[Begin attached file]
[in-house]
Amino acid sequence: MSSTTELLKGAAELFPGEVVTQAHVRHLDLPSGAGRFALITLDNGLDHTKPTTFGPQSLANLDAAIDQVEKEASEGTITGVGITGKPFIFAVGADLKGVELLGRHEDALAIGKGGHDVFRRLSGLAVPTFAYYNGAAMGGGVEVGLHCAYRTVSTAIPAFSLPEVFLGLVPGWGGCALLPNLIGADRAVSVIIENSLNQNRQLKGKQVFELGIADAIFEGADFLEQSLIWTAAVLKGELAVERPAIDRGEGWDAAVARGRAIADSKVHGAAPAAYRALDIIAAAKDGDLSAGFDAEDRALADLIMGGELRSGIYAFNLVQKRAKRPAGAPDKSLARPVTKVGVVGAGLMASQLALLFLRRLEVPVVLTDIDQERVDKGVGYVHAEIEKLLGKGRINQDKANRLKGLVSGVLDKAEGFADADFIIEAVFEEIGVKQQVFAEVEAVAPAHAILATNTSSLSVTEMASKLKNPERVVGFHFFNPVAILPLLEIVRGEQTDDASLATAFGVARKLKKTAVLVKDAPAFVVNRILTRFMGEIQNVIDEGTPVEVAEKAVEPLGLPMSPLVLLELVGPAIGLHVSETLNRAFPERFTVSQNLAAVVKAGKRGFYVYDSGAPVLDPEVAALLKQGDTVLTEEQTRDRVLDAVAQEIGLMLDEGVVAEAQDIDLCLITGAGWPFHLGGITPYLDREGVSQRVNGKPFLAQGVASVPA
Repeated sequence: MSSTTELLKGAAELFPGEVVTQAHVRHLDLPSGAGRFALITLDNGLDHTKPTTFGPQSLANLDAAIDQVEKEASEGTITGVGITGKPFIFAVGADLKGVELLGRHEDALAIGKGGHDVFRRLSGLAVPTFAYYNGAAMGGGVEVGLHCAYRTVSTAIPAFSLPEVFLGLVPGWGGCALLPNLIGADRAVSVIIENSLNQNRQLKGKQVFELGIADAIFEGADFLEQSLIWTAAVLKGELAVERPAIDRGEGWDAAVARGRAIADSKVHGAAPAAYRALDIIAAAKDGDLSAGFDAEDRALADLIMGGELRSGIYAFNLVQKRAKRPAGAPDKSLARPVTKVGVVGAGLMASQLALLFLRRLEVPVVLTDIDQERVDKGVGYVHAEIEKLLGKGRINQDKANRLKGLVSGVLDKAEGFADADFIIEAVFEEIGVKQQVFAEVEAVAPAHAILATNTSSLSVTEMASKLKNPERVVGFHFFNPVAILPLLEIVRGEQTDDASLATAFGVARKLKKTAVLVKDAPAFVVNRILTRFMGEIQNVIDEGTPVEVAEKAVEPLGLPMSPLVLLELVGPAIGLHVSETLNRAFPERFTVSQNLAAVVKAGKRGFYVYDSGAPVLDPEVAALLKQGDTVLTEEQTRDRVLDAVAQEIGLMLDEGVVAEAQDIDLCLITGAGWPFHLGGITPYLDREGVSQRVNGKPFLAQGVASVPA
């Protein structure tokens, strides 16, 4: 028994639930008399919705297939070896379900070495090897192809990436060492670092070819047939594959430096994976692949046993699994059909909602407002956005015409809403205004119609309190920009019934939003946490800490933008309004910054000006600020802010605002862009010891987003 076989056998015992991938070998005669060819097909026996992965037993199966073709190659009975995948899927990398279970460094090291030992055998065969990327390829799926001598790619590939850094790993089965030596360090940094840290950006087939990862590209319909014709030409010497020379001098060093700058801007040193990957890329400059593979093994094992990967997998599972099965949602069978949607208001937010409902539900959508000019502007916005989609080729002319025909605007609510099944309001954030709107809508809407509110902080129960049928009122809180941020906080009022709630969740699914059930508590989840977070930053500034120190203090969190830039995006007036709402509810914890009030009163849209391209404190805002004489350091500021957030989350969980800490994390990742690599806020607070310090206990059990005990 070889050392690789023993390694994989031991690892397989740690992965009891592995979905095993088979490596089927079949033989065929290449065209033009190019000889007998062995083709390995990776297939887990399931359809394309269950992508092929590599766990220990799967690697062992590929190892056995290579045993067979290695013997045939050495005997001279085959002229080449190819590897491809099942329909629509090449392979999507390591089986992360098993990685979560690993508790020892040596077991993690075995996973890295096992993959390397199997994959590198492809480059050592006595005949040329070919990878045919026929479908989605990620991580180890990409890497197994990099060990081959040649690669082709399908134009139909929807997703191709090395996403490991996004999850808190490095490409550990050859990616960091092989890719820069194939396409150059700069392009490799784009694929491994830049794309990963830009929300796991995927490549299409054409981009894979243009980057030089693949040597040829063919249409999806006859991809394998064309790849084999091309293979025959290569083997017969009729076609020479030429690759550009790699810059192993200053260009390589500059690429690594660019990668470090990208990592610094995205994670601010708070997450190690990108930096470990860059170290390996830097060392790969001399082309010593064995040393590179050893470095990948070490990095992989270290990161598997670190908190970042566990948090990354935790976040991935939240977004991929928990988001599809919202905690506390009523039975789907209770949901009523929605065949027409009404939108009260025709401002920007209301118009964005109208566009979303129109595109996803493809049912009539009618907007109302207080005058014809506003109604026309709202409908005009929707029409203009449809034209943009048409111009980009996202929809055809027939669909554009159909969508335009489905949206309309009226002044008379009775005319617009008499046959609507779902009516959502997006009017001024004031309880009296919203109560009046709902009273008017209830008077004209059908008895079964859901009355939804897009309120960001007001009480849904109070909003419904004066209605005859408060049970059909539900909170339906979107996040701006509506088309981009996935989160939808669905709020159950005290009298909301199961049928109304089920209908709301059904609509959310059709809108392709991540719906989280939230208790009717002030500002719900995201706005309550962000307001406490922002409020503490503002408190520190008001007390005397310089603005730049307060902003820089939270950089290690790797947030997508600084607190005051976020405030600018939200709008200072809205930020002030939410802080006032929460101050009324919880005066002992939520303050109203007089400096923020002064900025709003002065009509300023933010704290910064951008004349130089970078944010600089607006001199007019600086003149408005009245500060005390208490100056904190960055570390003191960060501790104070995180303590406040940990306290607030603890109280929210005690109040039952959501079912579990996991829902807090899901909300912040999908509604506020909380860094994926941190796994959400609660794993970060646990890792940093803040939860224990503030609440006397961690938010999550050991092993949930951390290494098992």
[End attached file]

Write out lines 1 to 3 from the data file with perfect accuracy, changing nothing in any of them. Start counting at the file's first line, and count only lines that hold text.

[in-house]
Amino acid sequence: MSSTTELLKGAAELFPGEVVTQAHVRHLDLPSGAGRFALITLDNGLDHTKPTTFGPQSLANLDAAIDQVEKEASEGTITGVGITGKPFIFAVGADLKGVELLGRHEDALAIGKGGHDVFRRLSGLAVPTFAYYNGAAMGGGVEVGLHCAYRTVSTAIPAFSLPEVFLGLVPGWGGCALLPNLIGADRAVSVIIENSLNQNRQLKGKQVFELGIADAIFEGADFLEQSLIWTAAVLKGELAVERPAIDRGEGWDAAVARGRAIADSKVHGAAPAAYRALDIIAAAKDGDLSAGFDAEDRALADLIMGGELRSGIYAFNLVQKRAKRPAGAPDKSLARPVTKVGVVGAGLMASQLALLFLRRLEVPVVLTDIDQERVDKGVGYVHAEIEKLLGKGRINQDKANRLKGLVSGVLDKAEGFADADFIIEAVFEEIGVKQQVFAEVEAVAPAHAILATNTSSLSVTEMASKLKNPERVVGFHFFNPVAILPLLEIVRGEQTDDASLATAFGVARKLKKTAVLVKDAPAFVVNRILTRFMGEIQNVIDEGTPVEVAEKAVEPLGLPMSPLVLLELVGPAIGLHVSETLNRAFPERFTVSQNLAAVVKAGKRGFYVYDSGAPVLDPEVAALLKQGDTVLTEEQTRDRVLDAVAQEIGLMLDEGVVAEAQDIDLCLITGAGWPFHLGGITPYLDREGVSQRVNGKPFLAQGVASVPA
Repeated sequence: MSSTTELLKGAAELFPGEVVTQAHVRHLDLPSGAGRFALITLDNGLDHTKPTTFGPQSLANLDAAIDQVEKEASEGTITGVGITGKPFIFAVGADLKGVELLGRHEDALAIGKGGHDVFRRLSGLAVPTFAYYNGAAMGGGVEVGLHCAYRTVSTAIPAFSLPEVFLGLVPGWGGCALLPNLIGADRAVSVIIENSLNQNRQLKGKQVFELGIADAIFEGADFLEQSLIWTAAVLKGELAVERPAIDRGEGWDAAVARGRAIADSKVHGAAPAAYRALDIIAAAKDGDLSAGFDAEDRALADLIMGGELRSGIYAFNLVQKRAKRPAGAPDKSLARPVTKVGVVGAGLMASQLALLFLRRLEVPVVLTDIDQERVDKGVGYVHAEIEKLLGKGRINQDKANRLKGLVSGVLDKAEGFADADFIIEAVFEEIGVKQQVFAEVEAVAPAHAILATNTSSLSVTEMASKLKNPERVVGFHFFNPVAILPLLEIVRGEQTDDASLATAFGVARKLKKTAVLVKDAPAFVVNRILTRFMGEIQNVIDEGTPVEVAEKAVEPLGLPMSPLVLLELVGPAIGLHVSETLNRAFPERFTVSQNLAAVVKAGKRGFYVYDSGAPVLDPEVAALLKQGDTVLTEEQTRDRVLDAVAQEIGLMLDEGVVAEAQDIDLCLITGAGWPFHLGGITPYLDREGVSQRVNGKPFLAQGVASVPA